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Code Optimization and OOP programming

Asked by Antoine on 1 May 2013

Hello :) ,

I have problems of runing time with the MatLab program I am working on, I hope someone could be able to give me a hand !

I am working with several classes and trying to use the power of OOP programming. But the size of the data I am working on is quite significant and I create huge arrays of classes object.

Before I show you part of the code in details, I explain that I am modestly familiar with the notion of MatLab code optimizing: I use the profiler to spot the slowness of my code, I pre-allocate my memory and I know what vectorization is.

I have a class called Vertix that has 6 properties, and I create an array V containing N "Vertix". N is big (around 100.000) ... Creating it and filling it is pretty fast (a few seconds), the problem is when I want to modify the following way.

I have :

 vertices2change = ... ; % something small of 1xn size, like [ 3 5 7 ]

I want to access V(3), V(5) and V(7) to modify one of their properties. So I do :

 for i=1:size(vertices2change,2)
    V(vertices2change(i)).property = smthg ;
 end

But this loop, of course, is VERY slow. Since I use it a lot in my code, this make my code run in hours, and according to the profiler, this is 99% the fault of this line...

The question is : how do I vectorize this line to make it faster ?

I already try the following but MatLab doesn't like it :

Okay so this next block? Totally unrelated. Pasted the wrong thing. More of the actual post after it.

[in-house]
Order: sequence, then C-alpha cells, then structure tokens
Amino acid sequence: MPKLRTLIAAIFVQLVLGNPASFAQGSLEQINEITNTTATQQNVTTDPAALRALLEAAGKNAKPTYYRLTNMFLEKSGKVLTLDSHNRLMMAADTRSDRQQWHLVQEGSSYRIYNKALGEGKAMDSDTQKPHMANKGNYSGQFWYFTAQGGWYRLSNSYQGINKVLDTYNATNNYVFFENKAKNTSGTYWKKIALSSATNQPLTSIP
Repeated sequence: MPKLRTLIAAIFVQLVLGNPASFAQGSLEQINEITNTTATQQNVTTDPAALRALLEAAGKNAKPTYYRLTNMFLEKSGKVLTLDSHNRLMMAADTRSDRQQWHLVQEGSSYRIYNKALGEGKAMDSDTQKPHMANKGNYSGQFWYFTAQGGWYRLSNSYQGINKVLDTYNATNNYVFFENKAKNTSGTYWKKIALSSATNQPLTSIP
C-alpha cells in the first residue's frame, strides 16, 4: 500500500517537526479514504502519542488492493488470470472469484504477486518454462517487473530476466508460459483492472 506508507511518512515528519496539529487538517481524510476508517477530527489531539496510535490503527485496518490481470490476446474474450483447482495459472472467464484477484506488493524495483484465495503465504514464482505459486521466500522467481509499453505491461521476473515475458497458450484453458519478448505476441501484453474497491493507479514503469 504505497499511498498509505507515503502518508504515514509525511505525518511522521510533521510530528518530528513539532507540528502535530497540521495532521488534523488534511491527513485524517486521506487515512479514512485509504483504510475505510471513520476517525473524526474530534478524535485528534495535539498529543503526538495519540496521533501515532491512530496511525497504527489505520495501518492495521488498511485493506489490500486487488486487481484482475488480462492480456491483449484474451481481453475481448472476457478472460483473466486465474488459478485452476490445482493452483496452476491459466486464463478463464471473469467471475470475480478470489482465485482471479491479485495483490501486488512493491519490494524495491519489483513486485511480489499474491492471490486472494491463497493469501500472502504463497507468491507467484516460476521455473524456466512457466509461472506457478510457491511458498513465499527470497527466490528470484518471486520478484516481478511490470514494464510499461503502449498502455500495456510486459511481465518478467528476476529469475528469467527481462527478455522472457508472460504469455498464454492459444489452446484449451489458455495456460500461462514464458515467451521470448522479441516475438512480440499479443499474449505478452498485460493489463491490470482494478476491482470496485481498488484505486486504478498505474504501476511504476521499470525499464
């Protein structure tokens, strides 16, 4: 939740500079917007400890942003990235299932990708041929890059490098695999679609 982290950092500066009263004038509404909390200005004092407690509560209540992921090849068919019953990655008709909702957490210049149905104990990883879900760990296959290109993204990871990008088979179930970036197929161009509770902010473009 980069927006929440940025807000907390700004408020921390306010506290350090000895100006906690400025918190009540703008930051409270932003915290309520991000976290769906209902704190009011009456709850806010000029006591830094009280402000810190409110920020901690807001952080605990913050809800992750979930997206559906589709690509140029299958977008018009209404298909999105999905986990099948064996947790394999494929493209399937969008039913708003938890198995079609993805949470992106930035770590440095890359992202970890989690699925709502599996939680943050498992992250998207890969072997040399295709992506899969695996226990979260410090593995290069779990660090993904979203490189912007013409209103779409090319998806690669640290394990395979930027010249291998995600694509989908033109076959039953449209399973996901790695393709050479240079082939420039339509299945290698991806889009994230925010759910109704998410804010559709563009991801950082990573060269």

>> V(vertices2change).property = smthg 
 Insufficient number of outputs from function on right hand side of
 equal sign to satisfy overloaded assignment. 

Actually, the answer of

 >> V(vertices2change).property

correspond to V(vertices2change(1)).property. Weird right ? At least there is something I didn't get !

I hope I was clear in my explainations and that my question wasn't stupid.

Thanks in advance ! :)

1 Comment

Babak on 2 May 2013

just FYI, either say OO programming or OOP...

Antoine

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3 Answers

Answer by Matt J on 1 May 2013
Accepted answer

But this loop, of course, is VERY slow.

Its not clear to me why it should be super-slow. Not if vertices2change consists of only 3 elements. Is 'Vertix' a handle class?

Anyway, it is a bad idea to work with object arrays of lengths like 100000. Same thing with structs. It scatters your data discontiguously across RAM, making it slow to access. It is better to combine your property data from the different V(i) into one matrix and make that a property of a scalar object V.

See also this recent, related thread,

http://www.mathworks.com/matlabcentral/answers/73715-data-structure-for-mixed-type-arrays-cellarray-dataset-structarray-struct-of-arrays-or-other

1 Comment

Antoine on 2 May 2013

It is slow because I use it a lot of time and vertices2change is in practice way bigger than 1x3, I just wanted to say that it was small compare to the size of V (hundred thousand). But I think you are right, it is slow to access the data because of the discontinuity of the RAM zones. It could be more clever to make arrays of properties directly.

So I would have something like this ?

 classdef Vertix < handle
    properties
        property1 ;
        ...
        property6 ; % let's imagine that property6 has 3 components